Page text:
Based on a preponderance of the evidence, the institution’s deciding official usually makes the final determination whether to accept the investigation report, its findings, and the recommended institutional actions. If this determination varies from that of the investigation committee, the deciding official needs to explain in detail the basis for rendering a decision different from that of the investigation committee in the institution's letter transmitting the report to ORI. The explanation should be consistent with the PHS definition of research misconduct, the institution's policies and procedures, and the evidence reviewed and analyzed by the investigation committee. The deciding official may also return the report to the investigation committee with a request for further fact-finding or analysis. The deciding official's determination, together with the investigation committee's report, constitutes the final investigation report for purposes of ORI review.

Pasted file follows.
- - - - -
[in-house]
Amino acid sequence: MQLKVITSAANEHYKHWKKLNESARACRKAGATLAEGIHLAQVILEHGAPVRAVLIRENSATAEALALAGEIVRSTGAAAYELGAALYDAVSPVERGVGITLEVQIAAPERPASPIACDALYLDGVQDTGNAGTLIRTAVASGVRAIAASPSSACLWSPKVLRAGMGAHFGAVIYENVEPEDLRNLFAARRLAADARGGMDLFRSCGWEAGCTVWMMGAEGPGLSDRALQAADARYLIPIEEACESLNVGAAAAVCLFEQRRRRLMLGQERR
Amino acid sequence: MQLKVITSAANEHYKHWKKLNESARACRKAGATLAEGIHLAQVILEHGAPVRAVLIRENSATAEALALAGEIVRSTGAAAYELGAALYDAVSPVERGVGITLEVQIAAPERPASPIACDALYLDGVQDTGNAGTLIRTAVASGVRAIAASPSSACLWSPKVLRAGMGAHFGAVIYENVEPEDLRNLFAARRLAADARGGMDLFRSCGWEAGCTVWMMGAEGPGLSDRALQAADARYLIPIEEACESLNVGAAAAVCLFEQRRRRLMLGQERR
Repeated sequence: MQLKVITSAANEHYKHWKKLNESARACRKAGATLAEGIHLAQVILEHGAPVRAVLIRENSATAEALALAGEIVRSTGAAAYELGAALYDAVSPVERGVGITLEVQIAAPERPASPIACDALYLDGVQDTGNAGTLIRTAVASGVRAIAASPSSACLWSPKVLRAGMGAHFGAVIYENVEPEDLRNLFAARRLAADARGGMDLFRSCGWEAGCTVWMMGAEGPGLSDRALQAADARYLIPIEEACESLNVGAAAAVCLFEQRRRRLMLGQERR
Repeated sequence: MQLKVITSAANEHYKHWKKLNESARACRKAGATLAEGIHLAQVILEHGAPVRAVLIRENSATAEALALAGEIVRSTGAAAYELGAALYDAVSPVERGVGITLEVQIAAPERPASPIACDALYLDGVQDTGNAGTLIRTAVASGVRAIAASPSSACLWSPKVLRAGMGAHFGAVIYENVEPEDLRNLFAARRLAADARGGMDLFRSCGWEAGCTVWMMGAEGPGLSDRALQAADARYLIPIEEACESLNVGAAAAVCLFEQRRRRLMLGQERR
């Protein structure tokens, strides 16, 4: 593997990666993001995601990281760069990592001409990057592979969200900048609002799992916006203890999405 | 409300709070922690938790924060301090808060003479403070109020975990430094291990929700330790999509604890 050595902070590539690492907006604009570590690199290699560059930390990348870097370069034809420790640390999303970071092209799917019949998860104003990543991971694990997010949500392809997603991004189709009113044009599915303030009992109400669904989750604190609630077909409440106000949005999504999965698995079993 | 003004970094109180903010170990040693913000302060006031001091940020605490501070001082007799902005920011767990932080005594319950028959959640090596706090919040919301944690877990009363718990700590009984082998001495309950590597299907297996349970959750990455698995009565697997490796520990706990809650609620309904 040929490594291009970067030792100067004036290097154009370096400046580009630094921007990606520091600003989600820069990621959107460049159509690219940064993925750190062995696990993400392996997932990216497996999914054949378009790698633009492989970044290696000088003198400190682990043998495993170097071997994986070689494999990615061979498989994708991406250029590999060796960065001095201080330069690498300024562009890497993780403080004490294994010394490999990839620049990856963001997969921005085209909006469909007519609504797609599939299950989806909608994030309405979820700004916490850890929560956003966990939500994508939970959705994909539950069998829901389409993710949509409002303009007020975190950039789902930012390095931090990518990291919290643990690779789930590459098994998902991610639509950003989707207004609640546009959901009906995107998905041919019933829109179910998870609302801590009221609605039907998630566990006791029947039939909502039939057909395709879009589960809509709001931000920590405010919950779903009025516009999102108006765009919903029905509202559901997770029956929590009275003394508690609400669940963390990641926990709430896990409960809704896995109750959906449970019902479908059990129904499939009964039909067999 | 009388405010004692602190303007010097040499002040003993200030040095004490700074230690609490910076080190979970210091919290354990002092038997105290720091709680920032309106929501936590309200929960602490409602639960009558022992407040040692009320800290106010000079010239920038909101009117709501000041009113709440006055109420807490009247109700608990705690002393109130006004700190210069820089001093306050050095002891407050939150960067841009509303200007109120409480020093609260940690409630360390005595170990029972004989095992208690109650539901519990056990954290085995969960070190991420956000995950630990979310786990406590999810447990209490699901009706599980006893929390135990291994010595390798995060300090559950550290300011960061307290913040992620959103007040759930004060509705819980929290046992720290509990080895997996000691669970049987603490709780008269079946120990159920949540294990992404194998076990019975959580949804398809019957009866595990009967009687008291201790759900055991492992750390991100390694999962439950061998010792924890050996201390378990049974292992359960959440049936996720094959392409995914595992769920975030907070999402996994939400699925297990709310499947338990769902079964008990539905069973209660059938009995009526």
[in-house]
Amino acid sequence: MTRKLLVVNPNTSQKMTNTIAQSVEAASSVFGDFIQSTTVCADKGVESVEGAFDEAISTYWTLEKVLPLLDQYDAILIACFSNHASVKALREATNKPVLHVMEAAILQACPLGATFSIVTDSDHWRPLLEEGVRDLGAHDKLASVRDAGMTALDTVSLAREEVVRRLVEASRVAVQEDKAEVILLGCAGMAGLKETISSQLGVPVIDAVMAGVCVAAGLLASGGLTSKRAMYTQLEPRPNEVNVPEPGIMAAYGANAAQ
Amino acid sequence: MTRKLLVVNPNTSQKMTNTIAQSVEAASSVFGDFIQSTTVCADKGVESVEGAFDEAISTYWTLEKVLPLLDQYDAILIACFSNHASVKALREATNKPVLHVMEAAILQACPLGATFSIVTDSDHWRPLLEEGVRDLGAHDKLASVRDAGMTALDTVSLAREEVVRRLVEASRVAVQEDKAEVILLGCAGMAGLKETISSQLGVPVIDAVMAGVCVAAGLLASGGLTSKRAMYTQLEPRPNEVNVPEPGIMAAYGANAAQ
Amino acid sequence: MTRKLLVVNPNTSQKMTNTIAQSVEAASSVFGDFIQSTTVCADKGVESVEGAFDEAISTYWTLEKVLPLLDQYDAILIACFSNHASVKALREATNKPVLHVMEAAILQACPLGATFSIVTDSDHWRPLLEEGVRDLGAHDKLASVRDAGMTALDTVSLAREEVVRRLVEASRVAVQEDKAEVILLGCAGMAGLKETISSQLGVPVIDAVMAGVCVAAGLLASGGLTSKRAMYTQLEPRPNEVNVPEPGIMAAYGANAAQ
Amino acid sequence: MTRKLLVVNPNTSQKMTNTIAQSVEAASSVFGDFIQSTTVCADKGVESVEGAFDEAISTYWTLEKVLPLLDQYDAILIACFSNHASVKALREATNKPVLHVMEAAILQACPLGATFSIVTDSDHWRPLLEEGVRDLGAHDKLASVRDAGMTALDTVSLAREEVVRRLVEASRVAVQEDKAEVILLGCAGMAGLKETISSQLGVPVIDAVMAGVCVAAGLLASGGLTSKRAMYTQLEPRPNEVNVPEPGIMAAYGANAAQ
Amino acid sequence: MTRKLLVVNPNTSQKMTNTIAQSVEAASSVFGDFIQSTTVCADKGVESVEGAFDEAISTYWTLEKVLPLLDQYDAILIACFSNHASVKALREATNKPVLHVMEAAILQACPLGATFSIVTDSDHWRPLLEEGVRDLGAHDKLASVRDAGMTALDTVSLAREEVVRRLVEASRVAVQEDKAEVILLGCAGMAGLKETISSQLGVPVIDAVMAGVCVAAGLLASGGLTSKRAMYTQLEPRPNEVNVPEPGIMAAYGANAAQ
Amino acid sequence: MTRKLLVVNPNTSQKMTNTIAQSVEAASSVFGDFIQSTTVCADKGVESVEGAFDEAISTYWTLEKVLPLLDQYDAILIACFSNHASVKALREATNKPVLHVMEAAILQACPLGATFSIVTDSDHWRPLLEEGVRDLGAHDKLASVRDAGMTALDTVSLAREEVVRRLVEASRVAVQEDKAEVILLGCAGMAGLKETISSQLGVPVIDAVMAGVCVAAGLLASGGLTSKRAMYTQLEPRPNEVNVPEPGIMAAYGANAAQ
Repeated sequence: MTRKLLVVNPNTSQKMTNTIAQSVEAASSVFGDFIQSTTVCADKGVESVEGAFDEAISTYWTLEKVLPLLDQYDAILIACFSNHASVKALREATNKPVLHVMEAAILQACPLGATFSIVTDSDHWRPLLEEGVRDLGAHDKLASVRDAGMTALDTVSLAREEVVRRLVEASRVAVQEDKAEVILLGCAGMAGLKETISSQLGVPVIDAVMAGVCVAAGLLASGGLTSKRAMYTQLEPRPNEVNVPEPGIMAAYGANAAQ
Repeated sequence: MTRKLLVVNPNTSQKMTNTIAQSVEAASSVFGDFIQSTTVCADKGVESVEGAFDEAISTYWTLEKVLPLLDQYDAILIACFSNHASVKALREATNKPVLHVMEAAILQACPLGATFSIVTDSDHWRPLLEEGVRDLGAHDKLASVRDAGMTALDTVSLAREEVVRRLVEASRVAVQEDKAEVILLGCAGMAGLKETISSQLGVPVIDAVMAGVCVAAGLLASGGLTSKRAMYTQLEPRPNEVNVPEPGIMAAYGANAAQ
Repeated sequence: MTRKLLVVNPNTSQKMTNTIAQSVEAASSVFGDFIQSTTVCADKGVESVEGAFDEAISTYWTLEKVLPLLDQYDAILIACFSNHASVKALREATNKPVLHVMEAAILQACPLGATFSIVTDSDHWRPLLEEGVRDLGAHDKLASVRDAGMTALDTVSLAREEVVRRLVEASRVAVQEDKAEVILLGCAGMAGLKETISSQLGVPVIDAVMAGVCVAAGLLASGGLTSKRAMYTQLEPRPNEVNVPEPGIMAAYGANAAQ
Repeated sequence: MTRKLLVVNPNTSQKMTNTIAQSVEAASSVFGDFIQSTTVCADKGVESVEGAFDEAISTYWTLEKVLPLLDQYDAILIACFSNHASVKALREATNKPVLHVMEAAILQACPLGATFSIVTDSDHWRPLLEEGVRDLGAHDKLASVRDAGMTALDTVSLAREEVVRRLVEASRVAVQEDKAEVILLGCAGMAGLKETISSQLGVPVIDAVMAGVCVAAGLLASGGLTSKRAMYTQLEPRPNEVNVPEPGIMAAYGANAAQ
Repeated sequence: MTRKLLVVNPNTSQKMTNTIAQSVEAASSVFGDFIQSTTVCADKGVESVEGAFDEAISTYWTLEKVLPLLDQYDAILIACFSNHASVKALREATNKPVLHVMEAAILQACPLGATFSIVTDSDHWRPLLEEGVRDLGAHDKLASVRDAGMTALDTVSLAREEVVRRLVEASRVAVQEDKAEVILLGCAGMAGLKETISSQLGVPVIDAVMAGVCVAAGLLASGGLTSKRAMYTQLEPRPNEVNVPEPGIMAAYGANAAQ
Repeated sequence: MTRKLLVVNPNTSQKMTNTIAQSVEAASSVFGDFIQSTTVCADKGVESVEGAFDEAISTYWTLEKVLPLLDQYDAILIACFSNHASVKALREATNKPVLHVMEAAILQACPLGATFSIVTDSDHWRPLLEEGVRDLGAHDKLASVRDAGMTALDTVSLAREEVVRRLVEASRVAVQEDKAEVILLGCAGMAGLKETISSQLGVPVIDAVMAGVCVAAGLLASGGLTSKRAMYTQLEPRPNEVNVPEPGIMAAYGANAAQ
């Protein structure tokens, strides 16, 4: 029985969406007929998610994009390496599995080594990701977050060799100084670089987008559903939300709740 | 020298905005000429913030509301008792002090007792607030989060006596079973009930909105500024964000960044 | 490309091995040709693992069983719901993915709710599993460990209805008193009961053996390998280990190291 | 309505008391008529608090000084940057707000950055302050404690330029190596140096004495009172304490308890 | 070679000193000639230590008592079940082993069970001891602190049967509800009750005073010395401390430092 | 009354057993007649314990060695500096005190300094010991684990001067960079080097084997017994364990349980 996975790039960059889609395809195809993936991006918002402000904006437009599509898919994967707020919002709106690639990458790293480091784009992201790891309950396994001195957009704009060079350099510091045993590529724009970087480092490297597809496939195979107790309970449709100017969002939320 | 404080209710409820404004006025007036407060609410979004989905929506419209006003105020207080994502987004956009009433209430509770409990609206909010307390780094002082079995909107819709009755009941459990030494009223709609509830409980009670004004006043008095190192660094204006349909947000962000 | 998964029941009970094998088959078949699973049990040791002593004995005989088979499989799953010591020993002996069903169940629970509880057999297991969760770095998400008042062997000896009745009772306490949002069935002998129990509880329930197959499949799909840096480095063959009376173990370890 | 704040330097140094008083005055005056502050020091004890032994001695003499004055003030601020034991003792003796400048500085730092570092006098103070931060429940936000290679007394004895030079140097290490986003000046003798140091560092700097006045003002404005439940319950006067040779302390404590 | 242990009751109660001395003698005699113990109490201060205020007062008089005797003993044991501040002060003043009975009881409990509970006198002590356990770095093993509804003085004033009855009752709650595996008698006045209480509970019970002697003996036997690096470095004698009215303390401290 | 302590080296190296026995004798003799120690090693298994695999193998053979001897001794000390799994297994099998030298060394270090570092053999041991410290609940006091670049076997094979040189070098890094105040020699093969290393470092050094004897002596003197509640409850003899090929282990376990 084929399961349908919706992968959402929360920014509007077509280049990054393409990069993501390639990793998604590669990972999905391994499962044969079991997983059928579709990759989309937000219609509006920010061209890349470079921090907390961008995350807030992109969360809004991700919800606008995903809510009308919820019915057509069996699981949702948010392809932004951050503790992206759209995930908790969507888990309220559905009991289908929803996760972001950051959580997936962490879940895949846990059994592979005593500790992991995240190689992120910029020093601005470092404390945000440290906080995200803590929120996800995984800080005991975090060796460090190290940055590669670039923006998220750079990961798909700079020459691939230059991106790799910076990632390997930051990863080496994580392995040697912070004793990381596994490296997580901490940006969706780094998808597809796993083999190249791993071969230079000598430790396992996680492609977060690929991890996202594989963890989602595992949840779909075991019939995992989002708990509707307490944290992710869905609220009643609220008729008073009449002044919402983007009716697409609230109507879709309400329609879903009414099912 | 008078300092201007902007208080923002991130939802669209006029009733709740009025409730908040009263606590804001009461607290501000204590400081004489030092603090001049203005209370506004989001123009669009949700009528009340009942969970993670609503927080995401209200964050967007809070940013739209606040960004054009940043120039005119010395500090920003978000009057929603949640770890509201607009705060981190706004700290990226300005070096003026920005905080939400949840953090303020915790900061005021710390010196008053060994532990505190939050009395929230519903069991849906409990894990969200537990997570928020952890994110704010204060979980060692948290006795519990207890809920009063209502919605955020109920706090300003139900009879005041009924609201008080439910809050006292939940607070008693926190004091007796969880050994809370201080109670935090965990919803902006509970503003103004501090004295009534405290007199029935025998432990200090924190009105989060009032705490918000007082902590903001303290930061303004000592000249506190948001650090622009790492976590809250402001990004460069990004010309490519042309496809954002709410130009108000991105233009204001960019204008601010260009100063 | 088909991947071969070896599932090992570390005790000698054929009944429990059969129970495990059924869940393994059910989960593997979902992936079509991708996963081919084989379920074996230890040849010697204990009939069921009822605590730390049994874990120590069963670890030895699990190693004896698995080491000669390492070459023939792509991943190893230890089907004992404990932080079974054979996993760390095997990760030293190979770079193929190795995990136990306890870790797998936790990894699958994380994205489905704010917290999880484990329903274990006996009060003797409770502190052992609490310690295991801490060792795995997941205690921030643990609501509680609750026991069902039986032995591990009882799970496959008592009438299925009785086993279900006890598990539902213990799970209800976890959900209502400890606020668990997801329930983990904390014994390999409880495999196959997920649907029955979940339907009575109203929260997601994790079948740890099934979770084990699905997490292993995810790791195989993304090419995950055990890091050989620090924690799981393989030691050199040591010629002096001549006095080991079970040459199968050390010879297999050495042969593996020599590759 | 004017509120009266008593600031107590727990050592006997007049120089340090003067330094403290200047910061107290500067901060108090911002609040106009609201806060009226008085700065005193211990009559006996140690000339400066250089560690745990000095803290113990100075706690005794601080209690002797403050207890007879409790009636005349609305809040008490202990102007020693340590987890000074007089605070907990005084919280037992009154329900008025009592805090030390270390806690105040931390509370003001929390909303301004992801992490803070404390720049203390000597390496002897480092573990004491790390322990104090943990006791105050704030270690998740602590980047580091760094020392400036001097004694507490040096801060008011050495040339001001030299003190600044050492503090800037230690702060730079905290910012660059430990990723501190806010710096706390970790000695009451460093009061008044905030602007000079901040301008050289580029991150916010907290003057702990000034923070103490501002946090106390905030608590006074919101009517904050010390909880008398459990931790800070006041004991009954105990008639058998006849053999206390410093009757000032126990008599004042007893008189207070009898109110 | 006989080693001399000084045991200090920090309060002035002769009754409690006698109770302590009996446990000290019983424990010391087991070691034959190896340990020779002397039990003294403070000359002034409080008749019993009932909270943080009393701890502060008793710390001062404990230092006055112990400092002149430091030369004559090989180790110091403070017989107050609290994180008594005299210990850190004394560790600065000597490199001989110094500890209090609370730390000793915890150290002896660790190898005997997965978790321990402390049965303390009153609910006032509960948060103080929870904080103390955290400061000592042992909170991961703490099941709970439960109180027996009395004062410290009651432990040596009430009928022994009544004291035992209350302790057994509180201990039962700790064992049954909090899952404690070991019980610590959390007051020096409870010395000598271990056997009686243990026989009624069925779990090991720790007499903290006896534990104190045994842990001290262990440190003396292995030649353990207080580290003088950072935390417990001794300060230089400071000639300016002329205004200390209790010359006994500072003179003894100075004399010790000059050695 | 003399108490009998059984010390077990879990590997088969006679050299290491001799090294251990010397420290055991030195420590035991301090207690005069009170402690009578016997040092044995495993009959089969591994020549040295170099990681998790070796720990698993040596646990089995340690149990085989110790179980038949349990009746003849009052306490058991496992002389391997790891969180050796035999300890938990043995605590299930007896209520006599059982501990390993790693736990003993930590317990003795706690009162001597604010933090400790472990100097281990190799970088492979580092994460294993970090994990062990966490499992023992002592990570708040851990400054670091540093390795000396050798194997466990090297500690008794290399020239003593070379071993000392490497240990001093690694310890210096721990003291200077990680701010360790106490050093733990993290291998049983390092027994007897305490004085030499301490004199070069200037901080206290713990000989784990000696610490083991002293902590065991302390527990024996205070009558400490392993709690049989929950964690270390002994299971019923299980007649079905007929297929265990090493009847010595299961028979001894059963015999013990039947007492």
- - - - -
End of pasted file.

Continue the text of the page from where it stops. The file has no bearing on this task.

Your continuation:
When a final decision on the case has been reached, the institution needs to notify both the respondent and the whistleblower in writing. In addition, the deciding official will determine whether law enforcement agencies, professional societies, professional licensing boards, editors of journals in which falsified reports may have been published, collaborators of the respondent in the work, or other relevant parties should be notified of the outcome of the case. The institution is also responsible for ensuring compliance with all notification requirements of funding or sponsoring agencies.
In addition, the institutional policy may permit an appeal. If so, the policy should specify the grounds for an appeal and the procedures for filing an appeal.